New tourism plans for former caravan park at Midhurst
New plans for tourism on the former caravan park in Midhurst are being investigated.
The large development site off The Fairway has been deserted for more than eight years and there are fears that it will become difficult to bring forward any plans for the extensive site if action is not taken.
It has been earmarked for housing allocation in the emerging South Downs National Park Authority Local Plan.
It has also been one of the town council’s preferred sites for the development of much needed new homes for many years.
But chairman of the town council’s planning committee Gordon McAra told fellow members this week he was beginning to have concerns about the future of the area.
“The site is rapidly being re-occupied by nature in the form of plants trees and wild life. Some of them may be rare. Eventually trees will gain TROs, and wild life and plants become protected then the site is no longer suitable for development. Unfortunately the longer this situation goes on, the more difficult it is going to be a get planning permission.
It had been identified that housing was needed on the site, but he said with the increasing importance of tourism and now that Midhurst was at the heart of the national park, there was an chance to put back some of the caravan park use on the site as well.
“There are no facilities like this in the immediate Midhurst area and tourism is becoming more important to us.”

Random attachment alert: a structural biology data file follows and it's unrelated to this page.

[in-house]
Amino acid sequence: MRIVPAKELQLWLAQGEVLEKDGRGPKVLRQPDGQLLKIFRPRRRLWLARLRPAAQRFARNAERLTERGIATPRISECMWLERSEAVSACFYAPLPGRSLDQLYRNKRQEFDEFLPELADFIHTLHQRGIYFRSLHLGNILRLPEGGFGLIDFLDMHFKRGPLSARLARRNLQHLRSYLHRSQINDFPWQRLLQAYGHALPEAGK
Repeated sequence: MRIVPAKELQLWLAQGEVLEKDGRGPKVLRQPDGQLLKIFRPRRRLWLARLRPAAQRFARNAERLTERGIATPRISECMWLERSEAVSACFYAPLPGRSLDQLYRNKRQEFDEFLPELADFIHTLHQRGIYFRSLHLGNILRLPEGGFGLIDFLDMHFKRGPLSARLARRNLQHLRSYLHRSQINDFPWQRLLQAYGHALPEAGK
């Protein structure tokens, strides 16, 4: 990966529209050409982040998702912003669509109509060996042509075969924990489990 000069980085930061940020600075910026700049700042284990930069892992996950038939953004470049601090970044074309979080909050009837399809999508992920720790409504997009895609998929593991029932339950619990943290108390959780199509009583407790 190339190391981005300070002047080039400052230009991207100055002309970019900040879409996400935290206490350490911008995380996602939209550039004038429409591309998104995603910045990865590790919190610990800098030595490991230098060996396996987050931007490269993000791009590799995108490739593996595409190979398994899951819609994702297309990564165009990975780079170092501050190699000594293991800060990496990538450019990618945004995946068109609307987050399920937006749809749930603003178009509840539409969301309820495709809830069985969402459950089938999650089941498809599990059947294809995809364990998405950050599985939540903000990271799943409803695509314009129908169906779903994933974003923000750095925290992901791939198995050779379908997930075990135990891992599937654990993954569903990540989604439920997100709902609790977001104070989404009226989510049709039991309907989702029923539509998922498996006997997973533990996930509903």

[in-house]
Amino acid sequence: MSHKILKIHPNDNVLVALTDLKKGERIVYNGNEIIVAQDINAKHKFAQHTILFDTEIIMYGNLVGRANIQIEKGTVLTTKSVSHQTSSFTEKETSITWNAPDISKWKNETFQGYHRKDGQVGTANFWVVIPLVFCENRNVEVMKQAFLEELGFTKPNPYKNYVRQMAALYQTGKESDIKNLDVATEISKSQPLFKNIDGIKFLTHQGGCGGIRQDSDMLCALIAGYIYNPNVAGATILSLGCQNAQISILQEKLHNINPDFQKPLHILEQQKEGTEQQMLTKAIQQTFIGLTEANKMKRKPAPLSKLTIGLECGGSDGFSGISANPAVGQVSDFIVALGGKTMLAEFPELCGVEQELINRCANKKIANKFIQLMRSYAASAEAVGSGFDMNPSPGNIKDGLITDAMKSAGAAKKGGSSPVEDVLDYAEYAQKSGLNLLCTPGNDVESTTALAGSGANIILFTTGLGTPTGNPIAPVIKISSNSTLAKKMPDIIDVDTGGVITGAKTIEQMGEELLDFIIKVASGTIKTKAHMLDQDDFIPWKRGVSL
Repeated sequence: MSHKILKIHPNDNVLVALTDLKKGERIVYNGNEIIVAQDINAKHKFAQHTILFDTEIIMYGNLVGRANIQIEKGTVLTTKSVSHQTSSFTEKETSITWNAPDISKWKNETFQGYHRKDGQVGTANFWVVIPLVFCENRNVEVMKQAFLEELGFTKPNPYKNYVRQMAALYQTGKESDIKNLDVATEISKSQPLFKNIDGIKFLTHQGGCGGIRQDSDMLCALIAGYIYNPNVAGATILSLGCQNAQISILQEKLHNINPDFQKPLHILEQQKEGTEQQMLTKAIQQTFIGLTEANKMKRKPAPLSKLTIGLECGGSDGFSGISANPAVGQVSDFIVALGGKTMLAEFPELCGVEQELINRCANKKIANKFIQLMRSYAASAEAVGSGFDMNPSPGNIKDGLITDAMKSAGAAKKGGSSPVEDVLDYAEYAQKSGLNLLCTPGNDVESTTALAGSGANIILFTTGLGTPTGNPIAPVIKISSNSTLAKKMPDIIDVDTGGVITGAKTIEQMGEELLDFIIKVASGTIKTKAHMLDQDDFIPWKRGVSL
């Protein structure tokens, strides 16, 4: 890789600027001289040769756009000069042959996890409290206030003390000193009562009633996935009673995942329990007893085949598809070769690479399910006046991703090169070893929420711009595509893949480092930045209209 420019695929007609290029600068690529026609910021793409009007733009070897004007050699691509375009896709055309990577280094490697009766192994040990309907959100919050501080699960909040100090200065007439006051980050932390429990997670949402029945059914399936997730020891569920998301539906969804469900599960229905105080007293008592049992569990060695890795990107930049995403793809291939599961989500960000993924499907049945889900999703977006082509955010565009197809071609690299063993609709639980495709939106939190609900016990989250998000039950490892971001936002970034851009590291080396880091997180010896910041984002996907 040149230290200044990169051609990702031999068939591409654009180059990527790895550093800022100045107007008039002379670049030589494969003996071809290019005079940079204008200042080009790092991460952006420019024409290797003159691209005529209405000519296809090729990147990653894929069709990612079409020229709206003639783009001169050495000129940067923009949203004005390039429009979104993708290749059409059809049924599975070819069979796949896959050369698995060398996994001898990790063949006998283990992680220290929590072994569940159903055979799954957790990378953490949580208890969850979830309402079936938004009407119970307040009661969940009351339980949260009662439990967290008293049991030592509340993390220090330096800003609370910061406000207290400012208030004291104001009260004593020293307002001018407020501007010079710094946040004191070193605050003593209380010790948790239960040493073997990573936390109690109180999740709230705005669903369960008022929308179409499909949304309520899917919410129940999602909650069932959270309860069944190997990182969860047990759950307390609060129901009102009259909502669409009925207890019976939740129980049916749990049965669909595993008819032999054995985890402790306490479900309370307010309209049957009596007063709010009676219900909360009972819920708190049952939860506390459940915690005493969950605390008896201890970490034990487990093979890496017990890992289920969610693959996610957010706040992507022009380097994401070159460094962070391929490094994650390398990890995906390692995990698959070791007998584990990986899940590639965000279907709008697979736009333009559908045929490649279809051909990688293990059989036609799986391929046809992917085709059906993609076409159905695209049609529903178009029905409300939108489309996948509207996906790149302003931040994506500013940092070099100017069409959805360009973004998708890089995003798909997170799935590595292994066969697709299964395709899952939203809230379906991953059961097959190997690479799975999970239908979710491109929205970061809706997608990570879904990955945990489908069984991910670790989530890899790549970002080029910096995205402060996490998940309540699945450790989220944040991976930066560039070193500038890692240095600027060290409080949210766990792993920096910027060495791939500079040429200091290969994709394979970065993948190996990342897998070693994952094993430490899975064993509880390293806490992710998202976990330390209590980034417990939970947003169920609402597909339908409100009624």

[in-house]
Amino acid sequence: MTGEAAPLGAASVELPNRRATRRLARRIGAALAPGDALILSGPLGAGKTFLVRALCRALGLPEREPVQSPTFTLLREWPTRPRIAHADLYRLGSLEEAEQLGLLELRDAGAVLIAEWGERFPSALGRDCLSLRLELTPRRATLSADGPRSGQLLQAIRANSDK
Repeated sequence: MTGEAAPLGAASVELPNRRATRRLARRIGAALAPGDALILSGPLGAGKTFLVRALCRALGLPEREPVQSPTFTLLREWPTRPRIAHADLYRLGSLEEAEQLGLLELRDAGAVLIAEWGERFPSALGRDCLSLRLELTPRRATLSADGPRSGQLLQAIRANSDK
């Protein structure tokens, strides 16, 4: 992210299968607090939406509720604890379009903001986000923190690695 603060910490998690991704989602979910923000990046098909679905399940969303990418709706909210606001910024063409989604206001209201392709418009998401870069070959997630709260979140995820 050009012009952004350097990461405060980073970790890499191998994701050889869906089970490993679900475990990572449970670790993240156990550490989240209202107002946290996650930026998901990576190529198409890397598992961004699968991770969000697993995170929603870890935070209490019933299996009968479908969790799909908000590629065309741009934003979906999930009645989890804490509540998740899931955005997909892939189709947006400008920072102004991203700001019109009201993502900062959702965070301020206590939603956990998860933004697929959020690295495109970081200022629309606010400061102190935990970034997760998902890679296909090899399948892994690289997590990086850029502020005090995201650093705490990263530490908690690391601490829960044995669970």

He had now located the owner of the site, who lived in Earnley: “He used to run caravan parks and on behalf of the council I am planning to contact him and ask if he has any plans and tell him we would like to help.”
David Coote said he believed a combined housing and tourism use of the site would be an asset to Midhurst.
In November 2008 a proposal for 85 homes on a site was submitted to Chichester District Council planners.
Occupiers of the static holiday homes received notice to quit in September, 2007 and given five months to get their vans off the park.
The extensive site which has a picturesque lake has been deserted ever since then. Owner, Peter Pratt sought outline consent for 13 one-bedroom flats, 42 two-bedroom flats, two two-bedroom houses, 22 three-bedroom houses and six houses with four bedrooms. But development did not take place.
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